Remove landmines from a village in Cambodia

by The HALO Trust
Landmine survivor Savy and her son
Landmine survivor Savy and her son

Since the last update in April, our demining teams in Cambodia have made significant progress. They have found and destroyed 753 landmines, and 353 other explosive remnants of war, to make safe over 1,000 acres of land. This lifesaving work has directly benefited 2,332 rural Cambodians.

Savy is one of the beneficiaries and a landmine survivor. She shared with us the story of her accident and her appreciation for the work you support:

 “I moved to live in a refugee camp on the Thai border with my parents when I was a little girl. In the early 1990s, our family was told we could have free land in Jok Pouk village, so we moved there straight away. In 1996, I was cutting thatch near our house. We needed a new roof, and we thought we could sell some thatch, as well. Suddenly, I stepped on a mine and there was a big explosion… my leg was gone. Since my parents died, life has been really difficult for me. My husband lost his eyesight in 2001 and I’ve been supporting our family since then - it’s hard. We moved to Damnak Kakaoh so that I could work at the cassava factory here. I’ve got six kids, and the older ones had to leave school to work at the factory with me. We just couldn’t afford to send them all to school. I’m so pleased that land in this village is being cleared - the parts near my house are safe now, so I don’t worry about my children when they play outside.”

Thank you for supporting mineclearance in Cambodia. Your generousity helps to prevent accidents, such as Savy's, and to return valuable land for farming.

Do you know any individuals, foundations or corporations that you think would be interested in learning more about our mineclearance efforts in Cambodia? 

We’d love to hear from you. 

Children on safe ground in Cambodia.
Children on safe ground in Cambodia.

April 4th marked the 10th International Day for Mine Awareness and Assistance in Mine Action.

The 2015 theme 'More than Mines' takes into account the types of explosive threats faced by war-torn communities and members and brings attention to the fact that disposing of explosive hazards is only one part of mine action work.

Landmines are not the only explosive hazards that pose a danger to civilians living in conflict and post-conflict settings; unexploded bombs, grenades, unsecured weapons and ammunition and Improvised Explosive Devices (IEDs) also kill, injure and block access to healthcare, education and development.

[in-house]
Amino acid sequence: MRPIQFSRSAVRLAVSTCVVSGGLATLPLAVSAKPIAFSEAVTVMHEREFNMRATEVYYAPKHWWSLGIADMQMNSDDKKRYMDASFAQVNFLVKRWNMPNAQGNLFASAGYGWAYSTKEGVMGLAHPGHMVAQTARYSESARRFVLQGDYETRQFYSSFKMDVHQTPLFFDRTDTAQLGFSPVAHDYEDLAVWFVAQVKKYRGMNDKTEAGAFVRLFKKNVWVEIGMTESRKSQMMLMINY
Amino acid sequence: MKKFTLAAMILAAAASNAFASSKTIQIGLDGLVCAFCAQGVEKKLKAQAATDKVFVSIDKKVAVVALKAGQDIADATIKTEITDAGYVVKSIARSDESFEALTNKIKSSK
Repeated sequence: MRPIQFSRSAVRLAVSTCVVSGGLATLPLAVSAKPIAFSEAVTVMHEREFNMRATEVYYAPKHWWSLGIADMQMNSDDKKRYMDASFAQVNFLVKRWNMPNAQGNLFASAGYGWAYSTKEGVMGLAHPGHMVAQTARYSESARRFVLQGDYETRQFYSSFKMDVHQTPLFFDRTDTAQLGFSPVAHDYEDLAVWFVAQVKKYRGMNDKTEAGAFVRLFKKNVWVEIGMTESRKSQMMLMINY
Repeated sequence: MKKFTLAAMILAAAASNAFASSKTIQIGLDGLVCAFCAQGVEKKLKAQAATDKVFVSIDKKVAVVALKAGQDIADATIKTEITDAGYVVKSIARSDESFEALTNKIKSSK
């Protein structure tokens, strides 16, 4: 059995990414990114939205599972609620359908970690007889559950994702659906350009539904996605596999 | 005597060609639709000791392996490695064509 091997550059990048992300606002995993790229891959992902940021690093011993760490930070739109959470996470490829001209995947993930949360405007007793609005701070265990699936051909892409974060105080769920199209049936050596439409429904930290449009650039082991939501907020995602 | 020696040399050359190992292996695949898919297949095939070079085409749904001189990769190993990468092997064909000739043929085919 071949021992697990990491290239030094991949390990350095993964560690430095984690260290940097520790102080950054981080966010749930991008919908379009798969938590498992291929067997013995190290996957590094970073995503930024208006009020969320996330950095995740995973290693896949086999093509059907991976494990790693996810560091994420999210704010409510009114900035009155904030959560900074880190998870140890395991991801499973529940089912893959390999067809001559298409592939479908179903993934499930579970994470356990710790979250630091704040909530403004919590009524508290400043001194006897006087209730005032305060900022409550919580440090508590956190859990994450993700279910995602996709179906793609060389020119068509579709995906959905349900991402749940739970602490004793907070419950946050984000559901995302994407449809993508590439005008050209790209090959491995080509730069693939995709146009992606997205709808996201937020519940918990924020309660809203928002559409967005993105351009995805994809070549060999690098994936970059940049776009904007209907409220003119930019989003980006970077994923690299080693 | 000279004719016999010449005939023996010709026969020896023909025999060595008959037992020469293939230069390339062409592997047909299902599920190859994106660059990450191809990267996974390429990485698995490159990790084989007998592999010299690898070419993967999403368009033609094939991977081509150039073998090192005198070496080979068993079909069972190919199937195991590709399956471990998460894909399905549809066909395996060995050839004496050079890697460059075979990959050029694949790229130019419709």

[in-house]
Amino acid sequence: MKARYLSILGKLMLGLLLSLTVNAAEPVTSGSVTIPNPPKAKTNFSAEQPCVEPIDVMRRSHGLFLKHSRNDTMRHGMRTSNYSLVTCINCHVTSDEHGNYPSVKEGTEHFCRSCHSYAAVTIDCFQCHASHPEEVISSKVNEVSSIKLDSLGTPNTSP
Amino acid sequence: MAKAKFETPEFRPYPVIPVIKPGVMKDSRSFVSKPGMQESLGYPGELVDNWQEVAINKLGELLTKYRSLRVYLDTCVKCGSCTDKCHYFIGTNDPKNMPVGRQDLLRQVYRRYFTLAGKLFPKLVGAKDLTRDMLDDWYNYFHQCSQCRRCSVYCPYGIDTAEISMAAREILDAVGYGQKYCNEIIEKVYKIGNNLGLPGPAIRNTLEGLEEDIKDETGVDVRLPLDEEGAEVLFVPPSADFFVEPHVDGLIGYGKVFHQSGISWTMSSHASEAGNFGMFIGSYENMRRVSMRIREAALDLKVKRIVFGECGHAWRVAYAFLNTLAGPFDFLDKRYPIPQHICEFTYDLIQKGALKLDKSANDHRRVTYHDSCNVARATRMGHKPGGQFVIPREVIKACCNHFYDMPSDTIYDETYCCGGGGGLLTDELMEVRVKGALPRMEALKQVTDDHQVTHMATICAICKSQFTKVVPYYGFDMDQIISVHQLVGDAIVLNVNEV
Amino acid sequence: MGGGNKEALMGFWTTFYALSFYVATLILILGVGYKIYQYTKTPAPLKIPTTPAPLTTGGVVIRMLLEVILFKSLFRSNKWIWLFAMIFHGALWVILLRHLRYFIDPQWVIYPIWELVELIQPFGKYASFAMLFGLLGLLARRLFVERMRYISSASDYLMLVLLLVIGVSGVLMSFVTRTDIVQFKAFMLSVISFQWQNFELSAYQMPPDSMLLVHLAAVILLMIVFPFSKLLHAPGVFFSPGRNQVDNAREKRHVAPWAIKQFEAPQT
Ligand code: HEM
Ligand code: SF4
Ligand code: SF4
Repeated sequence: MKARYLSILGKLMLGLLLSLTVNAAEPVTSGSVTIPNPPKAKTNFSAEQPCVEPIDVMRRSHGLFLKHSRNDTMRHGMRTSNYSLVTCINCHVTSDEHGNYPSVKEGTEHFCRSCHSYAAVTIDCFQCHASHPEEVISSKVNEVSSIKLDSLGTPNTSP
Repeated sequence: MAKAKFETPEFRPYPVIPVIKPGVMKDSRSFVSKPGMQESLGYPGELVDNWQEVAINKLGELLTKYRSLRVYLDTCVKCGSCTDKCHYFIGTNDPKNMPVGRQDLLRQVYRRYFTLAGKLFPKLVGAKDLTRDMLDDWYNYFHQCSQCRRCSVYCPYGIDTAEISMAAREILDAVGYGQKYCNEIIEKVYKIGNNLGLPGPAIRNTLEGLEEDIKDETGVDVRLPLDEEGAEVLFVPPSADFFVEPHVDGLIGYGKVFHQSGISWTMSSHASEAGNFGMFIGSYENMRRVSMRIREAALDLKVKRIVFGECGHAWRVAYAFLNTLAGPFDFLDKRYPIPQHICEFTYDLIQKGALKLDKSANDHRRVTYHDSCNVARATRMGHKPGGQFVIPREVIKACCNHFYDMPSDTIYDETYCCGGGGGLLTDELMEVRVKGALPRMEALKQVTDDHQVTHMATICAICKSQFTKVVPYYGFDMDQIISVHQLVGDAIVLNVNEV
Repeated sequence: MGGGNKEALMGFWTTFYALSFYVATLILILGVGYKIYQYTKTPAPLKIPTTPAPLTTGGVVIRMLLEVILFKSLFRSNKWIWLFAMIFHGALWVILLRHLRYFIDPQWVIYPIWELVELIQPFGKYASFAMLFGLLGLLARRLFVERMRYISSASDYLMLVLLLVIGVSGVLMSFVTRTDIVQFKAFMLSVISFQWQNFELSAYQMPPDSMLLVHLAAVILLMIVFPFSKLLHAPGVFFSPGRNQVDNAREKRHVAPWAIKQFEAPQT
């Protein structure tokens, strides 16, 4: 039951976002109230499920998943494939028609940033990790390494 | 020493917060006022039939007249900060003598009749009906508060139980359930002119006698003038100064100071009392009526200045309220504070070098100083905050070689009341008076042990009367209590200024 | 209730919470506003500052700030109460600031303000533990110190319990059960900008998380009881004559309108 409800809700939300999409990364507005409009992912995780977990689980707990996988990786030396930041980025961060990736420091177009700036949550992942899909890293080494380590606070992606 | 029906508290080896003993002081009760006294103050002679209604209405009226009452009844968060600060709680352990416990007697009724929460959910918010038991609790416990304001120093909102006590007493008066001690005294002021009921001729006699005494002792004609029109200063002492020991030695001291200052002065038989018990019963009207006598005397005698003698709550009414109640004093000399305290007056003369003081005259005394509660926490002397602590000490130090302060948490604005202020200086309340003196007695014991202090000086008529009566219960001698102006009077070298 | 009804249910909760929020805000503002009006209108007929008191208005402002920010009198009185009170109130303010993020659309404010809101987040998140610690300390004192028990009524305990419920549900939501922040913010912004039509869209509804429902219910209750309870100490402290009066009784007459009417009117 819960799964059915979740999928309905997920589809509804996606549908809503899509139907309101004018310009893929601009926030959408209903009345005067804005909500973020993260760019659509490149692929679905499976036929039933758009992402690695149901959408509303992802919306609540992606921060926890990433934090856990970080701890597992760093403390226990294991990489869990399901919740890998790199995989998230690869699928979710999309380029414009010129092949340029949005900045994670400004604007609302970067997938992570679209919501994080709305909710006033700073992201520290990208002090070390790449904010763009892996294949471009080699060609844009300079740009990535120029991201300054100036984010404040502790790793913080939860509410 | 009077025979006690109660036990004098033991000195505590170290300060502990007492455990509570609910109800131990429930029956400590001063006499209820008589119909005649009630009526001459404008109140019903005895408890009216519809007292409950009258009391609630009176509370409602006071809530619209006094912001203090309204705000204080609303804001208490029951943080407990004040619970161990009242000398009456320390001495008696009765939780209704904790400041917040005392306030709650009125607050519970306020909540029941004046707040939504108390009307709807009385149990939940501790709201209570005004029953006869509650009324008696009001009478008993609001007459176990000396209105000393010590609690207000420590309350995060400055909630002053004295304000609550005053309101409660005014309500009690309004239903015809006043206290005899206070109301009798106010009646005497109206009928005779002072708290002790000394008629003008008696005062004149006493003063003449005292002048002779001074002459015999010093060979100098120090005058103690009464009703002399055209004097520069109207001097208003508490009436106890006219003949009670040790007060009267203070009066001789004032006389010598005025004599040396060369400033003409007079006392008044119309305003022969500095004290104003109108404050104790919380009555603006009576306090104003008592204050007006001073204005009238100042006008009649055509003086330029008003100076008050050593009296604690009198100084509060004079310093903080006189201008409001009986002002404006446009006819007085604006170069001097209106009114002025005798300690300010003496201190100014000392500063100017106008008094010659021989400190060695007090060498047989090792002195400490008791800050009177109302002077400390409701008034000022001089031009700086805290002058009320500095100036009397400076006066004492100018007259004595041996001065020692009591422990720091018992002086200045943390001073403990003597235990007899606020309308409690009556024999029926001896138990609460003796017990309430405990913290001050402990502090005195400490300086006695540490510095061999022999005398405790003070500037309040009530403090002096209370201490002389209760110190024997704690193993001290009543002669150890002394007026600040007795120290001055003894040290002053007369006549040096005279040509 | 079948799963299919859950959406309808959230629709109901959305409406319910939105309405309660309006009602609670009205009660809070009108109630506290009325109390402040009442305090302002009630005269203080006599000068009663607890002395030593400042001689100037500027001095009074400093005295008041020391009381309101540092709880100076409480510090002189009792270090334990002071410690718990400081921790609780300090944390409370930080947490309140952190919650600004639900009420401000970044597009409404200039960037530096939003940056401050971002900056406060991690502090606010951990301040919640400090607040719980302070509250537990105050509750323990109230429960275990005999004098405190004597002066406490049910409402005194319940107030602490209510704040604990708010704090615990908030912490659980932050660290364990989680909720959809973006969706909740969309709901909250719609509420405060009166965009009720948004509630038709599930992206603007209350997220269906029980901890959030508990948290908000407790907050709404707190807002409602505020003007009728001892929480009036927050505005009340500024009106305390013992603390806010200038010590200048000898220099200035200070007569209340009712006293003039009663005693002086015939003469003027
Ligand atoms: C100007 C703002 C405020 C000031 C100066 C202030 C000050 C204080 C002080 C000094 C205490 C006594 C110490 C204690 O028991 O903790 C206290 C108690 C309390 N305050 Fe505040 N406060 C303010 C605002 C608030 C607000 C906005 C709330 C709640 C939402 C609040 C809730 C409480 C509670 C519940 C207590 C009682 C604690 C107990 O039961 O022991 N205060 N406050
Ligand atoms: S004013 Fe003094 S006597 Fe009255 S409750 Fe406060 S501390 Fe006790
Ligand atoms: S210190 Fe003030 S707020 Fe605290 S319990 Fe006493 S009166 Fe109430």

Last year in Cambodia, we located and destroyed 6,514 explosive remants of war (along with 5,325 landmines) and were called out over 2,000 times to attend to deadly explosives found by the community. These items are especially dangerous to children because of their natural curiousity they collect the explosives and play with them.

In February 2014, three children were killed when they tampered with an unexploded 60-millimetre rocket that they found near their village in Kampong Chhnang province while herding cattle.

Thank you for your generous support that helps us remove 'More than Mines' in Cambodia to prevent these deadly accidents. 

Children at an orphanage bordered by a minefield
Children at an orphanage bordered by a minefield

Thank you to our generous donors who helped remove landmines from the villages of Cambodia in 2014. We are now halfway to our project goal on GlobalGiving and every donation counts.

Last year HALO found and destroyed over 4,750 landmines in Cambodia, along with over 6,120 other explosive remnants of war (ERW). 275 minefields were cleared resulting in over 2,730 acres of land being returned to the rural poor for homes, farming, roads and schools. In the village of Banteay Ti Muoy, we have cleared 33 minefields between 2008 and 2014.

Here’s one story behind the statistics.

The David Center orphanage in Odtar Meanchey Province provides shelter, food and accommodation for 63 children. However, the agricultural land surrounding it is mined. Almost one quarter (22%) of mine/ERW casualties in Cambodia in 2014 were children. Their natural curiosity often leads them to pick up and play with dangerous items.